FAQ - Frequently Asked/Answered
Q - Why is your forecast different from ones I hear on the radio, see on TV or get on other internet providers.
A - In my early years of forecasting I was always so worried about what Environment Canada(EC) was forecasting. I'd see one likely forecast, and then have doubts as I noticed that EC's forecast. With experience I've learned not to doubt my own forecasts and I rarely check other public forecast sites. I quickly realized that almost every other pubic forecast out there is computer generated and then read aloud or posted on the web - without any human modification! Here's where I add value to the forecast; when I take the computer models and modify them to reflect the local trends and tendencies.
Q - When are Your Forecasts Updated?
A - The 36 hour forecasts are updated at least 4 times a day. In the winter months these updates occur at 4am, 10am, 4pm and 10pm; an hour later for each time during daylight savings. These are the times that my forecast model scripts move the forecast forward by one 6 hour block and update the forecast. If the forecast appears to be off or the computer forecast models are not performing well then I often over-ride the forecast to make it more accurate. There will be times that the forecast is updated 10 or more times in a single day - when active weather is firing.
Q - So your forecasts are computer generated like other large forecast agencies, and are not hands on?
A - The computer models provide the 'first guess' solution for the upcoming forecast. I then use my experience, intuition and observations to finesse the computer output to a more accurate forecast. The computer forecast models used are the same ones used by the biggest government and private forecast agencies in Canada the USA; my personal input takes this data and customizes it for local tendencies and trends.
Q - When are your discussions updated?
A - I usually try to update my discussions first thing every morning. There are times when I am busy and miss an update. During active weather I will often update the discussion every couple hours. During extreme dangerous weather I will often provide updates as they occur. If a discussion is older than 12 hours, from the time I write it, then it will be removed from the site.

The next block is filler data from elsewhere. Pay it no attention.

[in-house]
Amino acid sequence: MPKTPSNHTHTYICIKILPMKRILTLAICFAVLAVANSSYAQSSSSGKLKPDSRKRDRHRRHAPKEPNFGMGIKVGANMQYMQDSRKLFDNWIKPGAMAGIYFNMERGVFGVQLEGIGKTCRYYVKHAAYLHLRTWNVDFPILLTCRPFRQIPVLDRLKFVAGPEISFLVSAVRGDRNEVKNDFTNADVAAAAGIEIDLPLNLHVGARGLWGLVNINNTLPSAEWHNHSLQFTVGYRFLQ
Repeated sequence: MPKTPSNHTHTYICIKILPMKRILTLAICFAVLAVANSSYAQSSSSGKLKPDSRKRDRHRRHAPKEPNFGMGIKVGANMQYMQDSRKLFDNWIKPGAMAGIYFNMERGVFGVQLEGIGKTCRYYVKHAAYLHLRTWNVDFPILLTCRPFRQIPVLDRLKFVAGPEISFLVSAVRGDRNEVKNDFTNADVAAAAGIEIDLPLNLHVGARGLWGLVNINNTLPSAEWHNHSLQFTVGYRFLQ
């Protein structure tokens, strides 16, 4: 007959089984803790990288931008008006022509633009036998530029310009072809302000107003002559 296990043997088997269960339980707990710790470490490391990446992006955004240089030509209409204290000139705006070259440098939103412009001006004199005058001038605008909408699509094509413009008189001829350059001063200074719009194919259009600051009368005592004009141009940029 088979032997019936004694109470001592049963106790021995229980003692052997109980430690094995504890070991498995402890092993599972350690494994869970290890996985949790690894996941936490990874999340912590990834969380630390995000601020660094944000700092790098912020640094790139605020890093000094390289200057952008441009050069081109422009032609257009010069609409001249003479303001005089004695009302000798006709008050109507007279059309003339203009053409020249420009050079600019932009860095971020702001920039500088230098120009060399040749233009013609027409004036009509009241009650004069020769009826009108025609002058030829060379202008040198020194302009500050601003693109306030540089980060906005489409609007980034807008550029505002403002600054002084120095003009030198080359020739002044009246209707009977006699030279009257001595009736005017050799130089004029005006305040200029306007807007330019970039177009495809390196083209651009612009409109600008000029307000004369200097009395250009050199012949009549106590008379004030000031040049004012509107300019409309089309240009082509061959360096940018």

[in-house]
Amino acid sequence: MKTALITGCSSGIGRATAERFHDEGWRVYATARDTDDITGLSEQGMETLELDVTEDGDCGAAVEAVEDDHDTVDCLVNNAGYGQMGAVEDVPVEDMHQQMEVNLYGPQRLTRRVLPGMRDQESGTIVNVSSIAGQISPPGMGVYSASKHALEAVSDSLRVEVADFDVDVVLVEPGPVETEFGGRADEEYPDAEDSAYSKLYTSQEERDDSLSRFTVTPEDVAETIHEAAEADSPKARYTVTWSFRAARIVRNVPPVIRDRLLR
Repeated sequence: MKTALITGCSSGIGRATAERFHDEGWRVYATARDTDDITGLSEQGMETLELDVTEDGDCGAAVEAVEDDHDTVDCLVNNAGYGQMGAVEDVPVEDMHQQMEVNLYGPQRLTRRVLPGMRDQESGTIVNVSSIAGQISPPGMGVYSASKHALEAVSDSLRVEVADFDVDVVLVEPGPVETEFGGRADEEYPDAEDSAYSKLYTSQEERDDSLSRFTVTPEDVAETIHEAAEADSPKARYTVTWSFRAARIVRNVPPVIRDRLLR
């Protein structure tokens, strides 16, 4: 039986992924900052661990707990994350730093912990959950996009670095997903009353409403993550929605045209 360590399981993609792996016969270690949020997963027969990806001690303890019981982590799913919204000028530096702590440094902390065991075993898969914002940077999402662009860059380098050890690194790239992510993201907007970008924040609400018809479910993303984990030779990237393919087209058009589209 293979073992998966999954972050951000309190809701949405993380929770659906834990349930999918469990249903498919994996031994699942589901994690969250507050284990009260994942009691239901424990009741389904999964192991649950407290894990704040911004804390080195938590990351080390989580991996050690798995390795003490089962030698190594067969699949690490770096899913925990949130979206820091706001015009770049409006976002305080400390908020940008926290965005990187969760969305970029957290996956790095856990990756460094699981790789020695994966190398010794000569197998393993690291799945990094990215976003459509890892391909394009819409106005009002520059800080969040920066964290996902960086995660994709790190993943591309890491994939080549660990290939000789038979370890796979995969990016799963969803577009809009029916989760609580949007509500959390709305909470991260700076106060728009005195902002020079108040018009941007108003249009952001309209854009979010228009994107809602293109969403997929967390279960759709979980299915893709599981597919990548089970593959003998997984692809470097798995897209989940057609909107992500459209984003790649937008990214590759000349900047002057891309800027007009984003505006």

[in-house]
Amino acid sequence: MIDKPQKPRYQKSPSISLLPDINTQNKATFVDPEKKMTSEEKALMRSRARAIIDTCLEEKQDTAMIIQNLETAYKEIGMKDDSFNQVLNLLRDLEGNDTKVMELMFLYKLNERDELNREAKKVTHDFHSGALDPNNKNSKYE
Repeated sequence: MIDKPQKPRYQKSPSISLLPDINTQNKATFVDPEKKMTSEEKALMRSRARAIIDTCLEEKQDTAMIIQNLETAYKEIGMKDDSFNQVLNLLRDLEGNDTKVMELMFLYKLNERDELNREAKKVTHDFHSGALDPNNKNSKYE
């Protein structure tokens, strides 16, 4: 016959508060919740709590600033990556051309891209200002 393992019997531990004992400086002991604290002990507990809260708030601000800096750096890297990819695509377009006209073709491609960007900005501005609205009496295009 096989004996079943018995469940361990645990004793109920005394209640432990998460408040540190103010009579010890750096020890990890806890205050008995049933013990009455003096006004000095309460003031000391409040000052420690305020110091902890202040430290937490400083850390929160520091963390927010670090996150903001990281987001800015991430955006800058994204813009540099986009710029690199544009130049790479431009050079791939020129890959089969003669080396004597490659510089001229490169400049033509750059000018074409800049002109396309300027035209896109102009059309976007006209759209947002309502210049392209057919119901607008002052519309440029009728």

Q - Why does the first day of your long range forecast say rain one day and then sun, for that same day, the next time it is updated?
A - The Long Range, 2 week outlook, is only updated once a day; by 7am each morning. Long range forecasting is more about timing then it is the details. The forecast model attempts to calculate when each weather system moves across the region. If that system slows down or appears to speed up, than what was determined earlier, then the forecast could change dramatically. Each update attempts to make the forecast more accurate - so when you notice these changes, hopefully each update is more accurate than the day before. Also, the closer a date is, for the long range forecast, the greater the chance it is accurate. When you look 14 days into the future - consider it an estimate. Then as that date gets closer, the forecast becomes more probable.
Q - I see now that you have forecast for communities that are pretty close together. How can they be much different from each other?
A - My forecast models run at a resolution of 12km. So every 12kmx12km grid has a different forecast. I use that to my advantage and pull the data out of those grids to make the site specific forecasts. You'd be surprised how different a forecast could be from Batchawana to the Sault and east to Thessalon. Often the direction of the wind and lake temperatures have more of an influence that the overall weather patterns. My forecast models do pick up these small scale features and generate more accurate predictions.
Q - Your forecast had 5cm of snow and I had 25cm - how can you be so wrong?!
A - The influence of the Great Lakes and resulting lake effect snow can really mess with the forecast models I use. Often the snow squall lines are so small that they don't show up on the models and if they do, they underestimate the intensity. You may have had 25cm but a fella 5 km down the road may have only had 2cm - that's the nature of these squalls. I usually try to indicate the risk of squalls, and possible amounts, in the discussion; especially if the models are struggling with it.